They Came Out in ’12
Although Anderson Cooper’s July coming out occurred smack dab in the middle of 2012, his simple admission in an email to Andrew Sullivan (“The fact is, I’m gay”) set the tone for what turned out to be the Annum Mirabilis (great year) for LGBT rights.
There were many newsmakers whose coming out stories made headlines this year; these 15 had memorable—and, we think, enduring—personal “outings.”
Gillian Anderson: “X” Marks the Spot
The 1990s cultural icon that was “The X-Files” established Fox as a solid fourth network, and launched the career of prim but powerful ginger actress Gillian Anderson, who as Agent Dana Scully became a favorite among gay audiences, male and female. In March, Anderson admitted a gay relationship in high school, one which persisted “for a long time.”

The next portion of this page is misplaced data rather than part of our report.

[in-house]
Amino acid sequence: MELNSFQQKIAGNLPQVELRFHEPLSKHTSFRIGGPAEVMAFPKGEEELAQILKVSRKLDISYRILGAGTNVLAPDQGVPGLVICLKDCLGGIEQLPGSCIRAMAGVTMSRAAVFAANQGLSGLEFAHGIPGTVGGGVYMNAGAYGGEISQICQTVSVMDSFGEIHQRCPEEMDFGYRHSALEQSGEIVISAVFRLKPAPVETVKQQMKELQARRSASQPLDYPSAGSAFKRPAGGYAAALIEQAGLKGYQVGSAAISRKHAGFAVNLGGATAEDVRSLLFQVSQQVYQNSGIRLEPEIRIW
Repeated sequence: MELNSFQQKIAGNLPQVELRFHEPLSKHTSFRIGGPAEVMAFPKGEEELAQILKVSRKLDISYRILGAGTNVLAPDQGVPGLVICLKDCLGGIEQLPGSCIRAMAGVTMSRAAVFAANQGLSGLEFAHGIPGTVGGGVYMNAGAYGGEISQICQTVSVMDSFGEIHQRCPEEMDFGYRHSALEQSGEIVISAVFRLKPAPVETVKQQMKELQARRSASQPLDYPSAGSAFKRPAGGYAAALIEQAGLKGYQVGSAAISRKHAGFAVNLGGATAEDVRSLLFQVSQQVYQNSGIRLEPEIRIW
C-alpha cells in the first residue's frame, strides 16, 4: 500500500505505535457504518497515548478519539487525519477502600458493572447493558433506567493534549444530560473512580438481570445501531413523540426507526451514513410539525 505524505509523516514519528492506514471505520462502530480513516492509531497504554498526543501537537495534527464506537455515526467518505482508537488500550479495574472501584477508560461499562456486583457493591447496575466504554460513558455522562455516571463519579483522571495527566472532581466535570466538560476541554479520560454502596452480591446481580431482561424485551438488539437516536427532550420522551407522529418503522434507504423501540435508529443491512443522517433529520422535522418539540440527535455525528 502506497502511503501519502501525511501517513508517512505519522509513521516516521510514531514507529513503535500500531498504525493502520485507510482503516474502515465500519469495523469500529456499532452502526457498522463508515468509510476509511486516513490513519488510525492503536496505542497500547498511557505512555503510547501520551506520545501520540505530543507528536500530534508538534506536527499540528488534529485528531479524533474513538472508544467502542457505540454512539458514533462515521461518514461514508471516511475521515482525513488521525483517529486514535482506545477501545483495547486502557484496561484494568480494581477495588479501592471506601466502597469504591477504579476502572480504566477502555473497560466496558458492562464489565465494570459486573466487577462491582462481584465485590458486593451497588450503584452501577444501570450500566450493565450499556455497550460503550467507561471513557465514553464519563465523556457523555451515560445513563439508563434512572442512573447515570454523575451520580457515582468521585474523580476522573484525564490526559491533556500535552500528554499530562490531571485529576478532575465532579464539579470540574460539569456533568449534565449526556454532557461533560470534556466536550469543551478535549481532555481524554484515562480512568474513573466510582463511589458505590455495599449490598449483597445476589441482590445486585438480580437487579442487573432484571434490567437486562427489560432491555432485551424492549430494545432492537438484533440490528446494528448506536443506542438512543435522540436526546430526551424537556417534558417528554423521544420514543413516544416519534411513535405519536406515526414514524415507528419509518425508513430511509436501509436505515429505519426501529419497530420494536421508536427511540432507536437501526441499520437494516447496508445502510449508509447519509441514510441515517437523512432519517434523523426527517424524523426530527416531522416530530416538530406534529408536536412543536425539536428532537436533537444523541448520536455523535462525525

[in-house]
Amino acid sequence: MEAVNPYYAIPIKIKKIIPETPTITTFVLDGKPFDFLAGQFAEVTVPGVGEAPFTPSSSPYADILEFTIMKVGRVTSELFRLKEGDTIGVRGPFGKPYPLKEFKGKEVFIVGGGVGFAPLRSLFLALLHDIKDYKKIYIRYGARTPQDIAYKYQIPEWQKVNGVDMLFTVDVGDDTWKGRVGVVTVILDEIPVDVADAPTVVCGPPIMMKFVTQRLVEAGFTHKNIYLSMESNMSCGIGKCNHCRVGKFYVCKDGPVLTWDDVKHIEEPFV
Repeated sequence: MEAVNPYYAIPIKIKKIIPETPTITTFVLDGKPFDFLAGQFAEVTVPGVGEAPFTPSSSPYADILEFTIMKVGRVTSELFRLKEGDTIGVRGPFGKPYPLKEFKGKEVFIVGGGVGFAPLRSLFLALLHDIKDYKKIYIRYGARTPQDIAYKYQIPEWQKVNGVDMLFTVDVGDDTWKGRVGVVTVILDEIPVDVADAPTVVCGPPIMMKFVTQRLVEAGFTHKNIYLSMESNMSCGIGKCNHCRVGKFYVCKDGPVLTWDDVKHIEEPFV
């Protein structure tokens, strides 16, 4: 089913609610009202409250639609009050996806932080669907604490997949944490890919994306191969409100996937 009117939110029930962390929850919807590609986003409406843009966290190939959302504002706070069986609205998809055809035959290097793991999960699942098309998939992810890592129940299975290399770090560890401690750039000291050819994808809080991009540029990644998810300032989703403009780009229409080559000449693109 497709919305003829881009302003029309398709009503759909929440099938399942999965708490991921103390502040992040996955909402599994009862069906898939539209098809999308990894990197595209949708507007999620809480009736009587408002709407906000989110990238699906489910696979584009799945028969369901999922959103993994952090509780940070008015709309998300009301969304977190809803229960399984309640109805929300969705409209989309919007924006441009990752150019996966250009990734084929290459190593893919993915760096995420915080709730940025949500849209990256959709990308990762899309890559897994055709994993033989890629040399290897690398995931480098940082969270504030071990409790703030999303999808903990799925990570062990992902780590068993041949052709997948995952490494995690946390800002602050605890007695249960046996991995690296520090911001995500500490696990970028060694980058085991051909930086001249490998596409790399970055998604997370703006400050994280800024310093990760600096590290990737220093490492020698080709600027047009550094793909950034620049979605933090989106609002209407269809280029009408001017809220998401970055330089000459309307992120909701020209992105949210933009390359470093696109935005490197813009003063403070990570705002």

Her acknowledgement of an early same-sex relationship came after the death of her high school love, of which Anderson said, “I felt like I was honoring her memory in some way simply by admitting its existence.”
Sheriff Paul Babeu: Just the Facts
A poster child for the Modern West (and the Modern Right), Arizona Sheriff Paul Babeu coming out was more like the crashing open of a jell cell than a closet door. The right-wing foe of undocumented workers was pushed out in February, when his ex-boyfriend—who was himself an undocumented Mexican immigrant—accused Babeu of threatening to deport him.
Admitting his sexual orientation but denying the accusations, Babeu was reelected Sheriff of Pinal County, Arizona last month.
Anderson Cooper: “Other People’s Stories”